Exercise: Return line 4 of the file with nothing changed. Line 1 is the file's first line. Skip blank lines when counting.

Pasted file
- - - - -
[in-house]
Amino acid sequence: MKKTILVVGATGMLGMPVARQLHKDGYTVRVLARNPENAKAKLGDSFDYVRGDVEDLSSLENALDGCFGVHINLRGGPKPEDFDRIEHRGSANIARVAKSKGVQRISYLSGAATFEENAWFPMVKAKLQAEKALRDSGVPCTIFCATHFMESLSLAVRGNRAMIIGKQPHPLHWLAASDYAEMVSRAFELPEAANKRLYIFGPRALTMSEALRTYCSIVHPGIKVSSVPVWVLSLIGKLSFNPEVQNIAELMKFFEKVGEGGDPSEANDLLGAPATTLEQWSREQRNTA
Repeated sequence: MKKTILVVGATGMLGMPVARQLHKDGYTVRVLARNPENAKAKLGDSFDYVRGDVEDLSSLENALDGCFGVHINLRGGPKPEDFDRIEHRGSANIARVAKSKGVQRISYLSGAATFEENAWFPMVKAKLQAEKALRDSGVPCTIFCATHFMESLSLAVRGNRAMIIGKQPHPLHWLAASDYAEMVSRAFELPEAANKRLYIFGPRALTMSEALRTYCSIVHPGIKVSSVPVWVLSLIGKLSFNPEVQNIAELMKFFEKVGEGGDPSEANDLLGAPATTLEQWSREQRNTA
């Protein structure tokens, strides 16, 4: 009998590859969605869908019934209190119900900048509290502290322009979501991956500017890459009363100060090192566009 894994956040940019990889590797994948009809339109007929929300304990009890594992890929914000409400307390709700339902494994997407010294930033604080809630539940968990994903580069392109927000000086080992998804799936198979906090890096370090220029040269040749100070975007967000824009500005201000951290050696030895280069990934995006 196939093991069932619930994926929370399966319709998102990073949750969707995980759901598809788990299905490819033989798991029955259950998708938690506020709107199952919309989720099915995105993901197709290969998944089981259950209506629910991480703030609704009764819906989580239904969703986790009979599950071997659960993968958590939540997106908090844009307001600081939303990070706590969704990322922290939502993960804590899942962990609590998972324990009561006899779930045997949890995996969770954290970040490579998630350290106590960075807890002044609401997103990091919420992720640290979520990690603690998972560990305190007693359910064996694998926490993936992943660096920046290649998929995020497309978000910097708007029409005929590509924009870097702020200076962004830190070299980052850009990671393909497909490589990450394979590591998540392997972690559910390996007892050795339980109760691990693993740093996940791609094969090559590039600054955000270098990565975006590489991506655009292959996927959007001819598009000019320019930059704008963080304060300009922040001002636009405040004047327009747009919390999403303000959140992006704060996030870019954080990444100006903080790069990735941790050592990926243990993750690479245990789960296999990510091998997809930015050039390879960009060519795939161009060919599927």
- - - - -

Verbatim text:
């Protein structure tokens, strides 16, 4: 009998590859969605869908019934209190119900900048509290502290322009979501991956500017890459009363100060090192566009 894994956040940019990889590797994948009809339109007929929300304990009890594992890929914000409400307390709700339902494994997407010294930033604080809630539940968990994903580069392109927000000086080992998804799936198979906090890096370090220029040269040749100070975007967000824009500005201000951290050696030895280069990934995006 196939093991069932619930994926929370399966319709998102990073949750969707995980759901598809788990299905490819033989798991029955259950998708938690506020709107199952919309989720099915995105993901197709290969998944089981259950209506629910991480703030609704009764819906989580239904969703986790009979599950071997659960993968958590939540997106908090844009307001600081939303990070706590969704990322922290939502993960804590899942962990609590998972324990009561006899779930045997949890995996969770954290970040490579998630350290106590960075807890002044609401997103990091919420992720640290979520990690603690998972560990305190007693359910064996694998926490993936992943660096920046290649998929995020497309978000910097708007029409005929590509924009870097702020200076962004830190070299980052850009990671393909497909490589990450394979590591998540392997972690559910390996007892050795339980109760691990693993740093996940791609094969090559590039600054955000270098990565975006590489991506655009292959996927959007001819598009000019320019930059704008963080304060300009922040001002636009405040004047327009747009919390999403303000959140992006704060996030870019954080990444100006903080790069990735941790050592990926243990993750690479245990789960296999990510091998997809930015050039390879960009060519795939161009060919599927």